IMAC Procedures for Work Place Monitoring in Soccer Ball Industry


The work place monitoring system for soccer industry consists of Internal Monitoring and External Monitoring. Manufacturers engaged in production and assembly of soccer balls or other hand-stitched balls in Sialkot are invited to voluntarily join the programme on prevention and monitoring. 


Internal Monitoring:

At the time of voluntarily joining the programme , the respective manufacturer deposits a joining fee to the Sialkot Chamber of Commerce and Industry (SCCI) along with some basic information of their company such as names of the executives, location of the factory, mailing address, tel./fax/email addresses, production capacity, number of production units/stitching centres and number of people working in each production units/stitching centres. This information is provided on a specific format developed by the IMAC and supplied to the SCCI. On another format the respective manufacturer provides detailed information about their stitching centres, which are mostly located in villages. This information includes the name of the contractor/sub-contractor/manager, exact location of the stitching centre, and the number of people working therein. This is known as Internal Monitoring Information. First time, this information is provided through the SCCI.  On receiving this information from the SCCI, the name of the respective company/manufacturer is entered into the IMAC’s provisional database, and the manufacturer/company is issued with an individual identification three digit code. The respective manufacturer is required to print this code on a specific panel of each ball stitched at his/her stitching centre. A newly joined manufacturer is kept on a waiting/provisional members’  list until, roughly, two monitoring visits of his/her stitching centres are undertaken. After being satisfied of the accuracy of the initial Internal Monitoring Information, the name of the manufacturer is transferred to the main database. Once the application of a manufacturer to join the programme is accepted by the SCCI,  he/she has also to sign an undertaking.  This undertaking enunciates the obligation of a manufacturer  being a partner to the programme.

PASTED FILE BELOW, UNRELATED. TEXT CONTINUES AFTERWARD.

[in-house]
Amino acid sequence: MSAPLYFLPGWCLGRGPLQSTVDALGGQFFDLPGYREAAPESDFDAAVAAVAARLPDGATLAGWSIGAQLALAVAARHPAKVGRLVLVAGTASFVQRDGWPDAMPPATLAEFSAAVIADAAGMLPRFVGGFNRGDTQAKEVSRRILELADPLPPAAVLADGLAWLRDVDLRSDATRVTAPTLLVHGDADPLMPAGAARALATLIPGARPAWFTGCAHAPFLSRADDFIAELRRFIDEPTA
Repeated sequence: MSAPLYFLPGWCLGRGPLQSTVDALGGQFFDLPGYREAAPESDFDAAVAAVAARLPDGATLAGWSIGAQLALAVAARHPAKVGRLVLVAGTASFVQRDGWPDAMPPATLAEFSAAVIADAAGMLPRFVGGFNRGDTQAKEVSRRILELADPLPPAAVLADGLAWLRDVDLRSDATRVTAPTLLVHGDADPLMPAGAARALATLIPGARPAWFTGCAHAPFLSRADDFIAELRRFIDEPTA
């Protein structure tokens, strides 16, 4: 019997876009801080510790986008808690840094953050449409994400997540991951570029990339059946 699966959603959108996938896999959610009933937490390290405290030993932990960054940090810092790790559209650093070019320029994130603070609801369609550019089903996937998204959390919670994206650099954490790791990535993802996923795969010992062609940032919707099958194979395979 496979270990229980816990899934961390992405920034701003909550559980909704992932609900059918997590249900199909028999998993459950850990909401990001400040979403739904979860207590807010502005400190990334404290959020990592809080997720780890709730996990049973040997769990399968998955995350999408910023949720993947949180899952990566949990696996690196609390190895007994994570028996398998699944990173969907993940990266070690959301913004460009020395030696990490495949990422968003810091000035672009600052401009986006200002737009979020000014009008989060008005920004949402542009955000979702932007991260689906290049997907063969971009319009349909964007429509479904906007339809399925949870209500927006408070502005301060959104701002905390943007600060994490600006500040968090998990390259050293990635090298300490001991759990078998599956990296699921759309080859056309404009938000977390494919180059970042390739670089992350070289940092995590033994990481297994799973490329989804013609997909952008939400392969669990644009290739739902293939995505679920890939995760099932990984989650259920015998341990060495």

After supplying the initial information, the respective manufacturer, later on, deals directly with the IMAC Office, since he/she is required to keep the information updated with IMAC in its computerized database. According to the demand of production, the manufactures keep on opening, closing and re-opening their stitching centres and they are required to keep the IMAC informed of their such activities.


After the introduction of this programme, the participating manufacturers are required to provide updated information on their stitching activities to IMAC regularly. The manufacturers are aware that their activities would be monitored by IMAC, therefore, they are required to appoint/designate internal monitoring managers to carry out internal monitoring to make sure that their contractors/sub-contractors do not employ child labour.


External Monitoring:

External Monitoring takes the shape of independent third party monitoring, which a team of IMAC monitors undertakes. For the purpose IMAC has a team of 12 monitors with a gender balance. Male monitors are given motorbikes whereas female monitors use vehicles. In the field usually each team consists of two monitors.